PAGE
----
The Australian Space Agency is confident its processing time on launch and facility licences will come down after bringing on more staff and completing a full cycle of its regulatory framework. But the agency is still under pressure to justify the controversial launch fees it will charge local space companies for applying.
At Senate Estimates last week the Australian Space Agency faced pressure to fully disclose how the fees it charges companies to launch rockets compare with those charged in comparable jurisdictions like New Zealand or the United States.
Space Agency chief executive Enrico Palermo said the agency had the information and would provide it to senators, who had also requested it at the last Estimates hearing in June.
“Charging of fees is mixed around the world,” Mr Palermo said on Thursday. “Some jurisdictions do not charge fees and other jurisdictions have in their regulations to charge fees as part of their programs.”
The Australian Space Agency charges the fees directly through a cost recovery scheme but they have been deferred twice already because of COVID-19. The local sector is warning the fees will be an “uncompetitive cost” when implemented, causing operators to launch from cheaper countries.
Asked about the international competition implications of the fees, Mr Palermo said the “important thing” was that they had been deferred until July next year. Pressed again by the South Australian independent Senator Rex Patrick, he agreed to take the question on notice for a second time.
Mr Palermo also told Estimates the Australian Space Agency was bringing down the time take to process launch and facility licences following the addition of more staff and the recently approved rocket launch by South Australian rocket and facility company Southern Launch.
While the rocket never got off the ground because of technical difficulties, it was fully approved to launch and marked a complete process in the agency’s regulatory framework.
“What’s really exciting is that, in this period, we’ve successfully activated the regulatory framework in relation to launch,” Mr Palermo said.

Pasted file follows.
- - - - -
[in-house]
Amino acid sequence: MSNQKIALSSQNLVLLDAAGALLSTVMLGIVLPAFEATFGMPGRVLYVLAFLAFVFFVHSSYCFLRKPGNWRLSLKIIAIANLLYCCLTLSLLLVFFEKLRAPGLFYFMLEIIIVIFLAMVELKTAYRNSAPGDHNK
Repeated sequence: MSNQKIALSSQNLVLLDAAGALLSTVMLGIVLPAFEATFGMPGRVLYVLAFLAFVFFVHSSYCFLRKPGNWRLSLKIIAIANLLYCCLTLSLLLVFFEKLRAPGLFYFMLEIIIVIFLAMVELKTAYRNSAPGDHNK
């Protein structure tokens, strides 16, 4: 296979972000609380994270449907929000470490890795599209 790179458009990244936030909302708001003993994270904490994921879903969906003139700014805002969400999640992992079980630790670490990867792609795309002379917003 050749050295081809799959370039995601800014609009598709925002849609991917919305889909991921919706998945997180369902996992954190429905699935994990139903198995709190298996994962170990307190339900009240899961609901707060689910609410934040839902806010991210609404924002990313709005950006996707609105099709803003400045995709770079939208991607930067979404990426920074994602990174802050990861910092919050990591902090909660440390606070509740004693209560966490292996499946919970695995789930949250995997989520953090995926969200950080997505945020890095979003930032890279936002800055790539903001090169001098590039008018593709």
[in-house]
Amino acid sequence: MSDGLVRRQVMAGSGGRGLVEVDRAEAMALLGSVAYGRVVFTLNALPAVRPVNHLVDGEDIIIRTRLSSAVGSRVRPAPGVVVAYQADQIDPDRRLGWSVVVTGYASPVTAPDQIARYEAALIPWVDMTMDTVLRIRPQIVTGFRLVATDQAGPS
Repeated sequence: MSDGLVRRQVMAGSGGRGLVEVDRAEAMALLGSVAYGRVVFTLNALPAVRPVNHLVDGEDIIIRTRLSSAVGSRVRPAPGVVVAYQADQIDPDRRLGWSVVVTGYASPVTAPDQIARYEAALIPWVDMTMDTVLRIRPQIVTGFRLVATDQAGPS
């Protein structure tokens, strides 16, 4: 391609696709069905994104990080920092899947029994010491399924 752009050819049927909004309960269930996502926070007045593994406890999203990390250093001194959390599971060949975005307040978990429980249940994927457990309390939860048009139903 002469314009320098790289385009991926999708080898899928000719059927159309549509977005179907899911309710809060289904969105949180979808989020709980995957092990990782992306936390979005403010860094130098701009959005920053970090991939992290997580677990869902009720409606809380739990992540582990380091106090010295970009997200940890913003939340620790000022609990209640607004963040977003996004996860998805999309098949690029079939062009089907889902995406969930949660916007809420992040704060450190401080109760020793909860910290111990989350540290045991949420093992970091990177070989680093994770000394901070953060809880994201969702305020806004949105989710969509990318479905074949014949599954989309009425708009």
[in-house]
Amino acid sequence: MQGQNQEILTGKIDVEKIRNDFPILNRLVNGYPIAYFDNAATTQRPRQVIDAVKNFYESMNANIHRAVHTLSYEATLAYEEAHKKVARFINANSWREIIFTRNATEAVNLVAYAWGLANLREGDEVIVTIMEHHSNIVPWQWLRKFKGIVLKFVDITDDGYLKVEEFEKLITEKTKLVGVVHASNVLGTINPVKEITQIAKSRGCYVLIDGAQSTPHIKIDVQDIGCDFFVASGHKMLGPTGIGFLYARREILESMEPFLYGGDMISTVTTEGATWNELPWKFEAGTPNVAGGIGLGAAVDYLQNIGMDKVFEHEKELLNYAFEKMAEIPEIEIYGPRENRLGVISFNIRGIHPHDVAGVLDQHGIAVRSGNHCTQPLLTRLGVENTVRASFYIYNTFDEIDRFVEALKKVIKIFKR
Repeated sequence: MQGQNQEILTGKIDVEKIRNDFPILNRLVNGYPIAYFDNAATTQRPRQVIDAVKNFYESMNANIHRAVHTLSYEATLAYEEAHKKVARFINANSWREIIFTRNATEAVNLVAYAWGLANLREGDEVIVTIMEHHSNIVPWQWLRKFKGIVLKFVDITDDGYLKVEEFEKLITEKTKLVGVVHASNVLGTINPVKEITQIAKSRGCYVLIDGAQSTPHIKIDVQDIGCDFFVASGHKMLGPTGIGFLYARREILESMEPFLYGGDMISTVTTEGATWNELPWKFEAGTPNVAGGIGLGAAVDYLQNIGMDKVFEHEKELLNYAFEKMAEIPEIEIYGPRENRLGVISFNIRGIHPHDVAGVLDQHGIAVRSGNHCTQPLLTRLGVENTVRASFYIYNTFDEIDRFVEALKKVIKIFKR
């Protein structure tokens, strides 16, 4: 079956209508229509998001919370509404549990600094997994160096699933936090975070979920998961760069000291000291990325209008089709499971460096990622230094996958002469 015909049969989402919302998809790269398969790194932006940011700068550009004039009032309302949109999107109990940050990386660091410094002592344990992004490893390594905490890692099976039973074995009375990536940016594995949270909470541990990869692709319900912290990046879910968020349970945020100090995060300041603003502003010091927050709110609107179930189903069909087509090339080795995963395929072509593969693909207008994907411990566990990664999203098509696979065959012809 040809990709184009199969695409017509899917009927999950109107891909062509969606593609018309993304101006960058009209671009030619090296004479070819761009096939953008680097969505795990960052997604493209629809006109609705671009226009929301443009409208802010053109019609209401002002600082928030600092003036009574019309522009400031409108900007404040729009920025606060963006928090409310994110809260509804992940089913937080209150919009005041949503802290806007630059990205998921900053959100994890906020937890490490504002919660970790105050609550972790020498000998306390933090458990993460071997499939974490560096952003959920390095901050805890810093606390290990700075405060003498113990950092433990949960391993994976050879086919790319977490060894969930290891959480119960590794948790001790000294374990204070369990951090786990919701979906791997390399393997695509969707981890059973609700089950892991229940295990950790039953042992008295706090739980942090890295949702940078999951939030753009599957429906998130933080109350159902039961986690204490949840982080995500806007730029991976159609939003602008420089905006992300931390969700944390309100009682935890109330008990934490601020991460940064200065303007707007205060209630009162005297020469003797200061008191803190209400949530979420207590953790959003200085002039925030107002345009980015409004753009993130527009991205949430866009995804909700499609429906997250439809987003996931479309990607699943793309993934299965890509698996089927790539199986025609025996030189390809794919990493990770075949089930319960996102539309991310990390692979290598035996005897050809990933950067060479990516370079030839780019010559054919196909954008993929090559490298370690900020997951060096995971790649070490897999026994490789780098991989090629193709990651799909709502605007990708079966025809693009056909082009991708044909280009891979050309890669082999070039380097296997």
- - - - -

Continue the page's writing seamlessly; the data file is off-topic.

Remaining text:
“That’s a historic moment, and we wouldn’t be there without the hardworking team in our Office of the Space Regulator, which did a lot of processing with the applicant.”
No other launch permits or launch facility licences have been issued since Southern Launch’s failed attempt last month but there are several under assessment, Mr Palermo said. He added he is confident in the processing times and guidance for applicants will improve.
“One thing I can say has happened is that we have cycled the full extent of the legislation, from going through an application all the way to supporting a launch. I think both the industry and the agency have learnt a lot in this process.”
The Space Agency has brought on more staff to help process the applications, after it was revealed last year that only the equivalent of three full time staff worked on applications.
Mr Palermo said more guidance material for applicants should be available online by the end of the year.
“We’ll get the guidance material up, and ultimately the processing of the applications is dependent on us, if it’s to do with processing of information,” he said.
“But it’s also incumbent upon the applicants to provide the necessary information that the minister needs to support approval of a permit or a licence.”
Do you know more? Contact James Riley via Email.